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Roger L. Welton, DVM
Roger L. Welton, DVM, Veterinarian
Category: Dog
Satisfied Customers: 1451
Experience:  Licensed Veterinarian, Practice Owner, and Book Author
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Hello my name is XXXXX XXXXX my nan owns a Pomeranian es 13

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Hello my name is XXXXX XXXXX my nan owns a Pomeranian es 13 yrs old and abit deaf we think and we think he may be going blind he usually barks and carrys on like a normal healthy dog but tonight my nan is worried because he's hone all wierd he won't eat any of the food she has given him and she gives him wet canned food for dinner and biscuits after. He's walking around in circles and looking like he doesn't know what to do with himself

Katrina,

 

It seems that Bundy is experiencing what is known as vestibular signs, meaning that he is having issues with spacial orientation an balance. Vestibular signs in dogs often manifests as walking in circles, often tilting their head in the same direction they tend to circle. Often, you will also see a horizontal jerking of the eyes called nystagmus...but mind you, not all cases of vestibular disease manifest with all the signs at once, but may exhibit only one or a few of the aforementioned signs. We call this condition in people, vertigo.

 

The vestibular system is made up of the fluid apparati in both inner ears, as well as the nerves that course from those regions to transmit the sensory information. The nerves specifically are called the vestibular nerves, and they end in a nerve bundle in the brain stem called the vestibular center.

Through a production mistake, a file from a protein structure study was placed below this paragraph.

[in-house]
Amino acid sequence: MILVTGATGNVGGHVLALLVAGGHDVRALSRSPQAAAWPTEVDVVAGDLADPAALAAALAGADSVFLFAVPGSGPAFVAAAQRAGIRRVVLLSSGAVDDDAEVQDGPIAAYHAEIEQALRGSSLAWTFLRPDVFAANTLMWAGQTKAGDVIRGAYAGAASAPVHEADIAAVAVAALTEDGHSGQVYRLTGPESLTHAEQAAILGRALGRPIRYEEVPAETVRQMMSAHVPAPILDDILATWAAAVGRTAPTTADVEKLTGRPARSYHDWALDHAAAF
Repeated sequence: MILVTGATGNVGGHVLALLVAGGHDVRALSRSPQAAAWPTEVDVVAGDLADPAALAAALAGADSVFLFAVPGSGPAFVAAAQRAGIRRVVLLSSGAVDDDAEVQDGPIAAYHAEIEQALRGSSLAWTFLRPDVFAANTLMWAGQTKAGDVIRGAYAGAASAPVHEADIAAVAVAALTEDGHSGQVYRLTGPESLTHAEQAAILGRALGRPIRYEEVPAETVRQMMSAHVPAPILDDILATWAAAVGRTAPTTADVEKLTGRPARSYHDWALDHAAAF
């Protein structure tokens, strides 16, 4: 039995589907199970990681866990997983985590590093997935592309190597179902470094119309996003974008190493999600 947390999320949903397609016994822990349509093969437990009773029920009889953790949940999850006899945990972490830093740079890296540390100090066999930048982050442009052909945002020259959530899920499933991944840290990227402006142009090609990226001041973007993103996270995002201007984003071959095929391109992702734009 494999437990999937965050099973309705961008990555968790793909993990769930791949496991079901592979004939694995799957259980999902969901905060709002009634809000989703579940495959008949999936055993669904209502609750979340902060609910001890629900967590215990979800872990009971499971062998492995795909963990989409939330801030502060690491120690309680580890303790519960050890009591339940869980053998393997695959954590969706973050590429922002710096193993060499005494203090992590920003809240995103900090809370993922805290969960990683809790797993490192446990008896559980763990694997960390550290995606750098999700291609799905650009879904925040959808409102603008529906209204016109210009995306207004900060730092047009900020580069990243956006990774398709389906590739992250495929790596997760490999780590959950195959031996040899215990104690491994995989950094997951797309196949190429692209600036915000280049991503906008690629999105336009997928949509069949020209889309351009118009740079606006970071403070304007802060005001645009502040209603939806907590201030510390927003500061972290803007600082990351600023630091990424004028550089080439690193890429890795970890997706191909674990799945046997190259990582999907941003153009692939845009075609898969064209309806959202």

The most common reason for vestibular disease in aging dogs is inflammation of the vestibular nerve, or inflammation of the vestibular center in the brain stem. The particular vestibular nerve and/or center involved is most typically on he same side that the dog will circle toward and/or tilt his head.

 

We do not really know what sets off vestibular inflammation and subsequent "vestibular syndrome" but the good news is that it typically resolves spontaneously within hours to as long as 14 days. While we are waiting for the issue to resolve, we will typically treat symptomatically with the anti-vertigo medication, meclizine (more on this below).

 

Another cause for vestibular signs in dogs is ear infections. Therefore, the first thing I would like you to do is check the ears for signs of infection: pain, foul smell, redness, discharge...anything like this, then I would get Bundy to a vet immediately.

 

If you do not find any signs of ear infection, then you can try treating with meclizine to see if you can get BUndy some relief while you are waiting for a presumed vestibular syndrome to resolve, which it should.

 

Meclizine can be found over the counter as Bonine. It comes in 25 mg tablets, of which you would give Bundy 1/2 tablet once daily by mouth. Bonine is used in people for relief from vertigo, but it is also commonly used to prevent motion sickness (for boats or airline travel).

 

Bear in mind that bonine will only provide symptomatic relief from the unstable world bundy may be experiencing right now, but it will not speed up his recovery...that will proceed on its own within hours to 14 days of the onset of signs.